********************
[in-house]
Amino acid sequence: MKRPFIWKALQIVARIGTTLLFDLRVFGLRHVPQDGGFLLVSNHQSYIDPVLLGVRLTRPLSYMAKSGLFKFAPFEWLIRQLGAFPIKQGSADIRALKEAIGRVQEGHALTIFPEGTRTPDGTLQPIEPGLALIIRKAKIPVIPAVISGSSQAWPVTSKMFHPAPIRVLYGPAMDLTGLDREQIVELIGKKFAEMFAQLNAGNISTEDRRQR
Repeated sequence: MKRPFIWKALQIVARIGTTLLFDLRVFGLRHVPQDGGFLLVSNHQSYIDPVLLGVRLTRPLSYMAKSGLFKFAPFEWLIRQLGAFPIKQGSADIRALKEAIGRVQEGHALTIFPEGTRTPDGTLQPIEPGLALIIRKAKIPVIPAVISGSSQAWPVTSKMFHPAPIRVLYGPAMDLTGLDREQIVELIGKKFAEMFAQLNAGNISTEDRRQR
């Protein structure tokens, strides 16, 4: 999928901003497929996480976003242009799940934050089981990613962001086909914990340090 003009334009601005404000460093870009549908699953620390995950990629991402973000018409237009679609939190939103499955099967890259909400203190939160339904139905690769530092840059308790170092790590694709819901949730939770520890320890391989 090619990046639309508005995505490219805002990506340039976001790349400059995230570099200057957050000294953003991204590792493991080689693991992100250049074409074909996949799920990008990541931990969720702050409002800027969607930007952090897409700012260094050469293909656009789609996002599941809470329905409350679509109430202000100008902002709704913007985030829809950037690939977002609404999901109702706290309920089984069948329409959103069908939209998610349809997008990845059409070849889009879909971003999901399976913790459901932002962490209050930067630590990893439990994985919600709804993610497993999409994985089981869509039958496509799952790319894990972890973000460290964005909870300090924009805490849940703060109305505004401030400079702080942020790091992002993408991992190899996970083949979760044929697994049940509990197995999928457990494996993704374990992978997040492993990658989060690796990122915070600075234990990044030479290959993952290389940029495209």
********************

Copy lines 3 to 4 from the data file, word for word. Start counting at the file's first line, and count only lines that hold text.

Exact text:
Repeated sequence: MKRPFIWKALQIVARIGTTLLFDLRVFGLRHVPQDGGFLLVSNHQSYIDPVLLGVRLTRPLSYMAKSGLFKFAPFEWLIRQLGAFPIKQGSADIRALKEAIGRVQEGHALTIFPEGTRTPDGTLQPIEPGLALIIRKAKIPVIPAVISGSSQAWPVTSKMFHPAPIRVLYGPAMDLTGLDREQIVELIGKKFAEMFAQLNAGNISTEDRRQR
């Protein structure tokens, strides 16, 4: 999928901003497929996480976003242009799940934050089981990613962001086909914990340090 003009334009601005404000460093870009549908699953620390995950990629991402973000018409237009679609939190939103499955099967890259909400203190939160339904139905690769530092840059308790170092790590694709819901949730939770520890320890391989 090619990046639309508005995505490219805002990506340039976001790349400059995230570099200057957050000294953003991204590792493991080689693991992100250049074409074909996949799920990008990541931990969720702050409002800027969607930007952090897409700012260094050469293909656009789609996002599941809470329905409350679509109430202000100008902002709704913007985030829809950037690939977002609404999901109702706290309920089984069948329409959103069908939209998610349809997008990845059409070849889009879909971003999901399976913790459901932002962490209050930067630590990893439990994985919600709804993610497993999409994985089981869509039958496509799952790319894990972890973000460290964005909870300090924009805490849940703060109305505004401030400079702080942020790091992002993408991992190899996970083949979760044929697994049940509990197995999928457990494996993704374990992978997040492993990658989060690796990122915070600075234990990044030479290959993952290389940029495209």